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Tracey Joyner, #96 v. the City of New York and Captain of Correction


October 10, 2012


The opinion of the court was delivered by: Denise Cote, District Judge:


Plaintiff Tracy Joyner, a New York City Correction officer, brings this action against Correction Captain Michael Johnson ("Johnson") and the City of New York alleging employment discrimination and retaliation in violation of Title VII of the Civil Rights Act of 1964, 42 U.S.C. §§ 2000e et seq.; the New York State Human Rights Law ("NYSHRL"), N.Y. Exec. Law § 290 et seq.; and the New York City Human Rights Law ("NYCHRL"), N.Y.C. Admin Code § 8--101 et seq. Specifically, the plaintiff alleges that she has been subjected to a hostile work environment on account of the repeated sexual advances of Captain Johnson, her supervisor.

On June 22, 2012, the defendants moved for summary judgment with respect the plaintiff's discrimination and retaliation claims. The plaintiff opposed the motion, which became fully submitted on July 23. For the reasons that follow, the defendants' motion for summary judgment is granted in part.


Summary judgment may not be granted unless all of the submissions taken together "show that there is no genuine issue as to any material fact and that the movant is entitled to judgment as a matter of law." Fed. R. Civ. P. 56(c). The moving party bears the burden of demonstrating the absence of a material factual question, and in making this determination, the court must view all facts "in the light most favorable" to the nonmoving party. Celotex Corp. v. Catrett, 477 U.S. 317, 323 (1986); see also Holcomb v. Iona Coll., 521 F.3d 130, 132 (2d Cir. 2008).

I. Hostile Work Environment

A. The Challenged Conduct

Claims of employment discrimination under the NYSHRL and the NYCHRL are generally analyzed under the same substantive standards that govern claims under Title VII of the Civil Rights Act of 1964, Leibowitz v. Cornell Univ., 584 F.3d 487, 498 & n.1 (2d Cir. 2009), although claims under the NYCHLR "must be reviewed independently from and more liberally than their federal and state counterparts." Loeffler v. Staten Island Univ. Hosp., 582 F.3d 268, 278 (2d Cir. 2009). Thus, in order to prevail on her hostile work environment claim, the plaintiff must show that "the workplace [was] permeated with discriminatory intimidation, ridicule, and insult that [was] sufficiently severe or pervasive to alter the conditions of [his] employment and create an abusive working environment." Kaytor v. Electric Boat Corp., 609 F.3d 537, 546 (2d Cir. 2010) (citation and emphasis omitted). In determining whether a working environment qualifies as "abusive," courts look to "the frequency of the discriminatory conduct; its severity; whether it is physically threatening or humiliating, or a mere offensive utterance; and whether it unreasonably interferes with an employee's work performance." Id. at 547 (citation and emphasis omitted). The "effect [of the workplace environment] on the employee's psychological well-being" may also be considered. Id. (citation omitted).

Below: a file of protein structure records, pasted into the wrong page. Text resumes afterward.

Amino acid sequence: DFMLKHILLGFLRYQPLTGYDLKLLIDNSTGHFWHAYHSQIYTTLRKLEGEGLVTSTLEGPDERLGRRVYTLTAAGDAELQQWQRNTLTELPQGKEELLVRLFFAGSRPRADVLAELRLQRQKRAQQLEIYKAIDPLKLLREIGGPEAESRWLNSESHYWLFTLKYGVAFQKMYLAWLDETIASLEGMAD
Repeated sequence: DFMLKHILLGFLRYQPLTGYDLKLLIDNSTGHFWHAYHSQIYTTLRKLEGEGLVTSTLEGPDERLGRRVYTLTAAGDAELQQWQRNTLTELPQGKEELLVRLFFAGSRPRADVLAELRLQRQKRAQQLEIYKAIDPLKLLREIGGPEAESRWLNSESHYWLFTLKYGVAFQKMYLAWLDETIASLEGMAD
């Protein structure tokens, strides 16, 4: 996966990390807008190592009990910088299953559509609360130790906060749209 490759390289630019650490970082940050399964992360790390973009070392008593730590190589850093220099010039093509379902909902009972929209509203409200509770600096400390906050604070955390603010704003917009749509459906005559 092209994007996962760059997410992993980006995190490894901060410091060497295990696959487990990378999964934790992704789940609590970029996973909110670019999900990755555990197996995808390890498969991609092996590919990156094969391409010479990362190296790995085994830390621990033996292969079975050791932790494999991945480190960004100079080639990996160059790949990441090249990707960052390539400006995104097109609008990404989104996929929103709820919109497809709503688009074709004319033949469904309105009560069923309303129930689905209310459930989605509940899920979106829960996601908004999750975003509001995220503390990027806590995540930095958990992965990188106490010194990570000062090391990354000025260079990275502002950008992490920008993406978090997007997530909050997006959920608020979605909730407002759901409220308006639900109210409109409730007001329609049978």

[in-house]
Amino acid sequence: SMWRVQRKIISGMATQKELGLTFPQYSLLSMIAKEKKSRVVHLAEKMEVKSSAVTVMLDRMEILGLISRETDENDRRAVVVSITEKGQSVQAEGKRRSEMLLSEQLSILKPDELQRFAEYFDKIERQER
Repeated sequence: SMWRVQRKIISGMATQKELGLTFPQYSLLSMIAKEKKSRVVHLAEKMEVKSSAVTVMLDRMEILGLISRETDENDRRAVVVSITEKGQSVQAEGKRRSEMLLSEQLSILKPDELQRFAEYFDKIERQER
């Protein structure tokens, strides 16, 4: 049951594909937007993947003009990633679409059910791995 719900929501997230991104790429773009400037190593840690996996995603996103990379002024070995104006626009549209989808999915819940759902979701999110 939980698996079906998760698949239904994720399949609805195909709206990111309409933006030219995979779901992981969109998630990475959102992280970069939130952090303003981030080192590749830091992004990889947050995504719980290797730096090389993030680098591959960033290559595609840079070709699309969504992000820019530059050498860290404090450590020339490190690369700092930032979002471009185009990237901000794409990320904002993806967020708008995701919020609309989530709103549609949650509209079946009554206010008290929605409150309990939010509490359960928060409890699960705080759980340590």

With respect to the merits of the plaintiff's hostile work environment claim, defendants' principal argument in favor of summary judgment is that there is insufficient evidence from which a jury could conclude that the plaintiff's workplace was "permeated with discriminatory intimidation, ridicule, and insult that [was] sufficiently severe or pervasive to alter the conditions of her employment and create an abusive working environment." Id. at 546 (citation and emphasis omitted). It is true, as defendants note, that "[i]solated incidents generally will not suffice to establish a hostile work environment." Id. at 547. But "the question of whether a work environment is sufficiently hostile to violate Title VII is one of fact . . . [, and t]he interpretation of ambiguous conduct is an issue for the jury." Redd v. New York Div. of Parole, 678 F.3d 166, 178 (2d Cir. 2012) (citation omitted).